Corporate innovation in India must be different from corporate innovation in wealthier regions. Multinationals have enough money to invest in pure and applied science on a proprietary basis, whereas most Indian firms do not.
However, despite differing capabilities, our approaches to innovation should be similar. The greatest gap I’ve observed between the typical Indian and foreign approaches is in the first stage. I call it Discovery. Others call it the Fuzzy Front End of Innovation (FFE). In this first step, we search for insights.
The Tata Nano demonstrates the gap. Tata Motors did an outstanding job of technical innovation. Nano was a true marvel of frugal engineering. Tata went wrong, however, when it did not discover the same level of customer insights to assure that the market would welcome the new model.
Different industries will have different priorities for the Discovery stage. A car company should seek both technological and customer insights. A process company may look mostly for insights about operations management. A consumer products company should focus largely on customer insights. A firm in the defense sector might concentrate primarily on insights about politics and government procurement procedures.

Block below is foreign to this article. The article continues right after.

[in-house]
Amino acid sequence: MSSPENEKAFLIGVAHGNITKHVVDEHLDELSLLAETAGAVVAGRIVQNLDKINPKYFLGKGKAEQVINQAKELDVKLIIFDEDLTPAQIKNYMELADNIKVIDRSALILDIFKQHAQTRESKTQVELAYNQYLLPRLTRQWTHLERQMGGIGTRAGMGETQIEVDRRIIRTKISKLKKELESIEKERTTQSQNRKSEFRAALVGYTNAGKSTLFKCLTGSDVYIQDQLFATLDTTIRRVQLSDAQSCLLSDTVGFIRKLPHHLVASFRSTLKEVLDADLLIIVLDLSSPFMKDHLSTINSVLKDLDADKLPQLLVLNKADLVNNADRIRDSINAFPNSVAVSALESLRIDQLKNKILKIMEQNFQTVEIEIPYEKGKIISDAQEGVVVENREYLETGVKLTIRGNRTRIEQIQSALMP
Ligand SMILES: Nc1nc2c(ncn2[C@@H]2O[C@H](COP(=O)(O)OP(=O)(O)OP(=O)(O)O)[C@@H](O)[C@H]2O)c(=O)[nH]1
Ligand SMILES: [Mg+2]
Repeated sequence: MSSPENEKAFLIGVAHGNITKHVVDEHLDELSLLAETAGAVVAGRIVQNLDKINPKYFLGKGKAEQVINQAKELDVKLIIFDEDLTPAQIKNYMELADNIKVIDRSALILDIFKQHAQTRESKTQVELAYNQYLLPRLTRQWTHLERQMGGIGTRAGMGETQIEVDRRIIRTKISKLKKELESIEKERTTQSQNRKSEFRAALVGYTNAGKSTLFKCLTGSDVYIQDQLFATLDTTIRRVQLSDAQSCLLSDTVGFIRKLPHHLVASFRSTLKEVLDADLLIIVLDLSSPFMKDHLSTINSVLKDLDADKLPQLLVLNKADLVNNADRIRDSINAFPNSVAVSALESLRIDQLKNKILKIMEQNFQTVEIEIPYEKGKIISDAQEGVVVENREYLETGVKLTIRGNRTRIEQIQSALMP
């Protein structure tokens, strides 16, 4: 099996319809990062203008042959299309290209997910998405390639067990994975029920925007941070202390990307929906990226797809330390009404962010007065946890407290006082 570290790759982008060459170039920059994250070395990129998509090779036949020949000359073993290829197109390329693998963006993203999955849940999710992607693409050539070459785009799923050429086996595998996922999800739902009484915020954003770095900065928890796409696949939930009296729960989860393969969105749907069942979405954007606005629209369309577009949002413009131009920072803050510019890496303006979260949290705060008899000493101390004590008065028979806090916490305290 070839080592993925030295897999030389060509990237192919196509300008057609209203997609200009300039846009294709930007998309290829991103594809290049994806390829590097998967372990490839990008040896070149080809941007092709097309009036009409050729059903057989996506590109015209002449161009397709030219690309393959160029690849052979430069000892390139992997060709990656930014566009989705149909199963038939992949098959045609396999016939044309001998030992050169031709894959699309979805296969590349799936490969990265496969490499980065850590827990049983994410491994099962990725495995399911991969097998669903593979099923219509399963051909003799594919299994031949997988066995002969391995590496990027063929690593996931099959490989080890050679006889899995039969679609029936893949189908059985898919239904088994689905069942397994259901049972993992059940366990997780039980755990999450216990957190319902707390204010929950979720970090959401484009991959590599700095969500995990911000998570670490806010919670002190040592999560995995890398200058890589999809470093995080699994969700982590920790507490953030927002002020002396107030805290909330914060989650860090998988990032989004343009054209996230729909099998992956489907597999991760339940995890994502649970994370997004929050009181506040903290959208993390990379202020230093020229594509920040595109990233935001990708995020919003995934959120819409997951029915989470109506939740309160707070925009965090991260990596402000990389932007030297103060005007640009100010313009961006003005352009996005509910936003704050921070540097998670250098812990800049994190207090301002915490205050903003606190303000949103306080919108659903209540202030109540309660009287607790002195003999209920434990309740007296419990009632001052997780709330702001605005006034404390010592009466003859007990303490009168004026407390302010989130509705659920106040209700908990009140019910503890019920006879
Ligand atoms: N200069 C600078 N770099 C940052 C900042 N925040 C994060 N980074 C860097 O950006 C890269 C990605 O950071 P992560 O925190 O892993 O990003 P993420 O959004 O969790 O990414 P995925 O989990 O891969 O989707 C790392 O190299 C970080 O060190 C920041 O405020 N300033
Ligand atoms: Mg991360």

I suspect that two factors limit our work in Discovery. First, there is the view that managers are supposed to know everything. A voyage of discovery requires the boss to admit that there are things he doesn’t know, and that can be uncomfortable.
Second, there is the “fuzziness” of discovery. Managers like certainty, but innovation is inherently uncertain. So, relatively few managers are willing to invest significant resources in exploration and discovery for the sake of innovation.
I hope that more Indian firms will embark on voyages of discovery that will lead to great innovations.
Related reading: Six Levers for Solving the Corporate Innovation Problem-Part 1